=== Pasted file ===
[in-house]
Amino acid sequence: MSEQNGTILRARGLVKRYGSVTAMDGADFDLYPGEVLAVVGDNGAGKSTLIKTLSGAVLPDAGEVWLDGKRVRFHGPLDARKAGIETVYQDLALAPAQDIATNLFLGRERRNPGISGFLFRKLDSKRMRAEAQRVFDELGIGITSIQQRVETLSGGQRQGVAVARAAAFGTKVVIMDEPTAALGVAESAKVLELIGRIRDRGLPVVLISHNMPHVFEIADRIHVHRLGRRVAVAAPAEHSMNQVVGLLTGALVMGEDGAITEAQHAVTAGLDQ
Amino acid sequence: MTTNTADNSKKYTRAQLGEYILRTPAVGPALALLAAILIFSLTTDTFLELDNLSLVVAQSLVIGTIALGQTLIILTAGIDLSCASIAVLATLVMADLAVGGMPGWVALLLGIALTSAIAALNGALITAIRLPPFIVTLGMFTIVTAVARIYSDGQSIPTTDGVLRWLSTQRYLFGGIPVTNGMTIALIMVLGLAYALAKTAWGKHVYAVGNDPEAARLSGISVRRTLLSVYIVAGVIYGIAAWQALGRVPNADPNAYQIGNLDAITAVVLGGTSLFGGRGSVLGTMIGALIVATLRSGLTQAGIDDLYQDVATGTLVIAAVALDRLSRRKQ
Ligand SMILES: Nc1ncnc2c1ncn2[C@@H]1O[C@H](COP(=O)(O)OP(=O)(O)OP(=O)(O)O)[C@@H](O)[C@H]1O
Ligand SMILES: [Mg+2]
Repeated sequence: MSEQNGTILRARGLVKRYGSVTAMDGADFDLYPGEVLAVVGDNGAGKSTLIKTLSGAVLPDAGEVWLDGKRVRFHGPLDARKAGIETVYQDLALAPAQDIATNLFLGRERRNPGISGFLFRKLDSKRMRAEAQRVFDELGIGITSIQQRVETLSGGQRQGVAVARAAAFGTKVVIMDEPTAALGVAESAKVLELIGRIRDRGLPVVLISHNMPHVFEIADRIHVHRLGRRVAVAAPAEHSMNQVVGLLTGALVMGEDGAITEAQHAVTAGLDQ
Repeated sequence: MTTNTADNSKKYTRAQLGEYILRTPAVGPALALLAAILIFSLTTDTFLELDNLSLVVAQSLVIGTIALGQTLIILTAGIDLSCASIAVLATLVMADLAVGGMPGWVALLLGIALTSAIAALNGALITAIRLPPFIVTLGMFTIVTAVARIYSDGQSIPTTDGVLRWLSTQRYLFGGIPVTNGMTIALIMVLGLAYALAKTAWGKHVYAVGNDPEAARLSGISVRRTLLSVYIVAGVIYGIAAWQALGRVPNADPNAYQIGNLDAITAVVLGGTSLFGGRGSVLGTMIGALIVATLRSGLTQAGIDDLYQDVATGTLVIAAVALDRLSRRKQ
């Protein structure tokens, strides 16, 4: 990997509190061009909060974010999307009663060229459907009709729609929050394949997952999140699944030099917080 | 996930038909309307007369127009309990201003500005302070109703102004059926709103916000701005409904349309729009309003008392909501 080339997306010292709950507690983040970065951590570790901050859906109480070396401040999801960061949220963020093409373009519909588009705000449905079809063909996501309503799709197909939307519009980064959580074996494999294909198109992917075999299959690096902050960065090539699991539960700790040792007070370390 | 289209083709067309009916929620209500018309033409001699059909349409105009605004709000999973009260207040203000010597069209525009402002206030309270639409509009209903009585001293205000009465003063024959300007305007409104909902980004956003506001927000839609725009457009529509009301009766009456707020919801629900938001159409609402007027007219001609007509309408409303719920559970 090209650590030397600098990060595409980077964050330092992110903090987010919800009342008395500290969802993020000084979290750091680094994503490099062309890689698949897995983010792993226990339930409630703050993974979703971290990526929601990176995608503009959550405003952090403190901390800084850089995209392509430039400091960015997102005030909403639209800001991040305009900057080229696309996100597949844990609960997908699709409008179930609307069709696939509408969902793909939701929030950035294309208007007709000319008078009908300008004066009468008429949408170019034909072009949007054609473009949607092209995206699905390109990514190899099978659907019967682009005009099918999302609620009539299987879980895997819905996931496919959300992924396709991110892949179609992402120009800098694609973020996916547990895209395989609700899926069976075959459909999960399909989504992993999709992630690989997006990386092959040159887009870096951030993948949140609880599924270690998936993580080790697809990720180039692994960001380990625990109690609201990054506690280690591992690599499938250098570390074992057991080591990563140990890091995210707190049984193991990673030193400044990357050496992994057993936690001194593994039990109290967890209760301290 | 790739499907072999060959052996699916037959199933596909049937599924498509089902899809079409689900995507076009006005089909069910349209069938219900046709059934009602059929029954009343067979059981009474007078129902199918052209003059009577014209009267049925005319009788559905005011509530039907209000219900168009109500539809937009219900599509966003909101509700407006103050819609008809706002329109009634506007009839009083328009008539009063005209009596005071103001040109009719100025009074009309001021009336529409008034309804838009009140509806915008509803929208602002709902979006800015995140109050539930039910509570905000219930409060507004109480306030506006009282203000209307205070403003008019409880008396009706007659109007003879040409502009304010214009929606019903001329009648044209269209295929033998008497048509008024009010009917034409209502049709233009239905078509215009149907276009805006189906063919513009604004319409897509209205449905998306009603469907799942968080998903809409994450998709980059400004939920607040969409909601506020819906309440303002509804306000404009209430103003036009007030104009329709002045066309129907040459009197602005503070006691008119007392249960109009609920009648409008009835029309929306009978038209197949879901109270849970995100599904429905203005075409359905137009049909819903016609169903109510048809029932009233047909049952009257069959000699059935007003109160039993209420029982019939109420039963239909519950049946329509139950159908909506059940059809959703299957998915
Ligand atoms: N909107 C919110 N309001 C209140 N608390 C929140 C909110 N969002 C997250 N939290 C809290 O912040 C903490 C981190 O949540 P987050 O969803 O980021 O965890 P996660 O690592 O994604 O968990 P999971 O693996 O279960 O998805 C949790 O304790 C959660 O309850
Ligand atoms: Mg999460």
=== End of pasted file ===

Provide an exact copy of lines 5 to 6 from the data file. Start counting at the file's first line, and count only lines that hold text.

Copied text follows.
Ligand SMILES: [Mg+2]
Repeated sequence: MSEQNGTILRARGLVKRYGSVTAMDGADFDLYPGEVLAVVGDNGAGKSTLIKTLSGAVLPDAGEVWLDGKRVRFHGPLDARKAGIETVYQDLALAPAQDIATNLFLGRERRNPGISGFLFRKLDSKRMRAEAQRVFDELGIGITSIQQRVETLSGGQRQGVAVARAAAFGTKVVIMDEPTAALGVAESAKVLELIGRIRDRGLPVVLISHNMPHVFEIADRIHVHRLGRRVAVAAPAEHSMNQVVGLLTGALVMGEDGAITEAQHAVTAGLDQ